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Democratic Implications of the Treaty of Lisbon

393

Since the entry into force of the Treaty of Lisbon, 472 draft

legislative acts have been sent to national parliaments for

subsidiarity scrutiny (European Parliament, 2014d: 2). Thus far,

the yellow card procedure under the Early Warning Mechanism of

the Treaty of Lisbon has been triggered only twice. On May 2012,

the procedure was triggered for the first time when 18 votes of

national parliaments out of 54 in EU-27 objected to the legislative

proposal regarding common EU rules on the right to strike

(so-called

Monti II

proposal).

Monti II

was controversial because it

restricted workers’ right to strike and was seen as a case of

“infiltration of competition law into national labor law,” raising

alarms among national parliaments that the regulation would

undermine the integrity of domestic labor markets and risk a race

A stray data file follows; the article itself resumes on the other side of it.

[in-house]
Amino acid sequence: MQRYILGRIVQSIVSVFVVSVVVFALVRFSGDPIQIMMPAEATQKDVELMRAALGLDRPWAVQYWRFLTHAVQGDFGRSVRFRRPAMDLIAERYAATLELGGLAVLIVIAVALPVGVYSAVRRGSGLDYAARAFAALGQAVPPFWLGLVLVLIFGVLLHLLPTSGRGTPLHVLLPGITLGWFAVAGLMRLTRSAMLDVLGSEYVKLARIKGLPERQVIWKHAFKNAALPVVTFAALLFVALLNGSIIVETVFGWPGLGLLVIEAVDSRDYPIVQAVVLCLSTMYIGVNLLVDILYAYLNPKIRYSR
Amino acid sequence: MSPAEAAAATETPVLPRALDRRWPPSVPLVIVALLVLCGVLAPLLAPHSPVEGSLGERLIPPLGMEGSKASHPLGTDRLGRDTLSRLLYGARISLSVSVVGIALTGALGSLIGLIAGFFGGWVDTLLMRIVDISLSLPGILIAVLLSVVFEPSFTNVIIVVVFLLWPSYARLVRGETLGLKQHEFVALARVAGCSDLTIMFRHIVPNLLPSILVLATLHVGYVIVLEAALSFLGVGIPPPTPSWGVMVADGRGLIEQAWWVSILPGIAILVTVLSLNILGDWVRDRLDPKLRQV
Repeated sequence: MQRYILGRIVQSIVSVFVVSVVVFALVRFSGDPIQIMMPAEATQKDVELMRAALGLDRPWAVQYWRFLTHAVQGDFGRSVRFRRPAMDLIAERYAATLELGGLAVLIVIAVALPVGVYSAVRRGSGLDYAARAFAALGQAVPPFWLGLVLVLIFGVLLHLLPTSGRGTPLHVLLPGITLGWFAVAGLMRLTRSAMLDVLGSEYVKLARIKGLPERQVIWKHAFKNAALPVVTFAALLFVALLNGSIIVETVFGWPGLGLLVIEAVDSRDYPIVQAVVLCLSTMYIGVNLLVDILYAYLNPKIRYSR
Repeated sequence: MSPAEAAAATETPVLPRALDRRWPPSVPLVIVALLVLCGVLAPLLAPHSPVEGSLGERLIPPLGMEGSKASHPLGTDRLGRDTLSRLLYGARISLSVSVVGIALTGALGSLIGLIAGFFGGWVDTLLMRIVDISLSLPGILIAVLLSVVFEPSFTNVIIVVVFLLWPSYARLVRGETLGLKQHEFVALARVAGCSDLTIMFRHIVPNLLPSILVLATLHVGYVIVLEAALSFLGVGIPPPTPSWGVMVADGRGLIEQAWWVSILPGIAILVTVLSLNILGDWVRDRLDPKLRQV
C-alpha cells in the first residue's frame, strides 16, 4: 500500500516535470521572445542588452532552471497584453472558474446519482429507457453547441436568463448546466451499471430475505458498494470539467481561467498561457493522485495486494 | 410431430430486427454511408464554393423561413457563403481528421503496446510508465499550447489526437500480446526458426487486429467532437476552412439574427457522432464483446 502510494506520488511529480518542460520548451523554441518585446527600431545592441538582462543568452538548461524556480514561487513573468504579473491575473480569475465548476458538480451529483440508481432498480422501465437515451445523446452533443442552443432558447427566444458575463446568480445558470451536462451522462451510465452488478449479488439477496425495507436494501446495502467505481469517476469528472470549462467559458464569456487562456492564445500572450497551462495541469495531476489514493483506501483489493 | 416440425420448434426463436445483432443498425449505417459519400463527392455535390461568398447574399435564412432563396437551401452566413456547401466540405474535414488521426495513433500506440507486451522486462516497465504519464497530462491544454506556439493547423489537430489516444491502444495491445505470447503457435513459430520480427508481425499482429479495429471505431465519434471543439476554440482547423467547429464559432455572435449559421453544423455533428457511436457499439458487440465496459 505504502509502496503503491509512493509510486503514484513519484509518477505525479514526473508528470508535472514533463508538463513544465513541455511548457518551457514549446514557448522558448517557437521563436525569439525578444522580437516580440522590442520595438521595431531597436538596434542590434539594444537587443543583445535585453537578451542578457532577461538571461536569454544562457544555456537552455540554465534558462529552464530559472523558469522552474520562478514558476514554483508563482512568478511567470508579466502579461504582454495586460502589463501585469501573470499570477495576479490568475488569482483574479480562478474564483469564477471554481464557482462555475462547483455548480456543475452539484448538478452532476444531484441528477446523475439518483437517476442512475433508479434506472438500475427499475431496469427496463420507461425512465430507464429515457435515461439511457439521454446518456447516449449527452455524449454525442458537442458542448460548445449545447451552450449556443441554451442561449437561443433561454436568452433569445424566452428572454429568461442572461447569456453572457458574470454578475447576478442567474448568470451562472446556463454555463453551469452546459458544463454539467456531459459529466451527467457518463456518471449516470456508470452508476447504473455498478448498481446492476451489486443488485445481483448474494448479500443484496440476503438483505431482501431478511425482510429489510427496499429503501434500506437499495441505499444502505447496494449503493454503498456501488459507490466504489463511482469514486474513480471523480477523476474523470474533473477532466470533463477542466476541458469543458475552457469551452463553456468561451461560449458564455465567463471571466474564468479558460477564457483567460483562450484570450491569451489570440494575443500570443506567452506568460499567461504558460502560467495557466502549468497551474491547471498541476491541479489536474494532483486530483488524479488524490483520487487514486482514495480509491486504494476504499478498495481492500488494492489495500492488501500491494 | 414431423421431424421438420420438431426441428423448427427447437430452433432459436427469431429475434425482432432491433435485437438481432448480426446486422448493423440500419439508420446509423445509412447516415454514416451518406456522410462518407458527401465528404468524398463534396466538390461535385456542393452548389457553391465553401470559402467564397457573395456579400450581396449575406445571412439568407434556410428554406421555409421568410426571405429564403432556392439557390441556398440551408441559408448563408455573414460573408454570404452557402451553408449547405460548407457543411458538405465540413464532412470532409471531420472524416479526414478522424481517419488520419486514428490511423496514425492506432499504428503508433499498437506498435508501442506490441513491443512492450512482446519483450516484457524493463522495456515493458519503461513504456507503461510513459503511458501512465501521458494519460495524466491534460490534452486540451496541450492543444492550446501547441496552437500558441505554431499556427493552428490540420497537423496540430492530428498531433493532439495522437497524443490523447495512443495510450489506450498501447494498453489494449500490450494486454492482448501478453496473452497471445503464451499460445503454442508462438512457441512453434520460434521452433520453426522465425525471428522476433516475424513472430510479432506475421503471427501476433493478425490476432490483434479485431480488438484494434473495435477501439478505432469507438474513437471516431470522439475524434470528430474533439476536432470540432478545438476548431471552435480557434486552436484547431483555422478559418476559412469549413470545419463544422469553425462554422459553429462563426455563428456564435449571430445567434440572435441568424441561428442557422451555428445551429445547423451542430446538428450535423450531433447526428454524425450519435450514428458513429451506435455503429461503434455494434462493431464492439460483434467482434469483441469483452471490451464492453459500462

to the bottom (Goldoni, 2014: 102-103). This yellow card resulted

in the withdrawal by the Commission of the

Monti II

proposal.

Several factors contributed to the success of the triggering of the

first yellow card warning. The Danish parliament’s early decision

to oppose

Monti II

and encourage other national parliaments to do

the same played a key role. Once an alliance was formed, national

parliaments kept each other up to date about where the vote count

stood as the deadline approached through networks such as

COSAC (a twice-yearly meeting of EU affairs committees of

national parliaments and the EP) and NPRs (National Parliament

Representatives in Brussels) (Cooper, 2013: 2).

In September, three months after the issuance of the yellow

card, the Commission withdrew the

Monti II

proposal. The

manner with which the Commission withdrew the proposal,

however, raised some eyebrows. Rather than addressing

individually each of the 18 national parliaments which had filed

reasoned opinions, the Commission sent 18 identical letters. The

Commission insisted that the principle of subsidiarity had

not

been

infringed upon and stressed that it was withdrawing the proposal

not

because of the yellow card, but because the proposal was

unlikely to gain enough support in Parliament and the Council to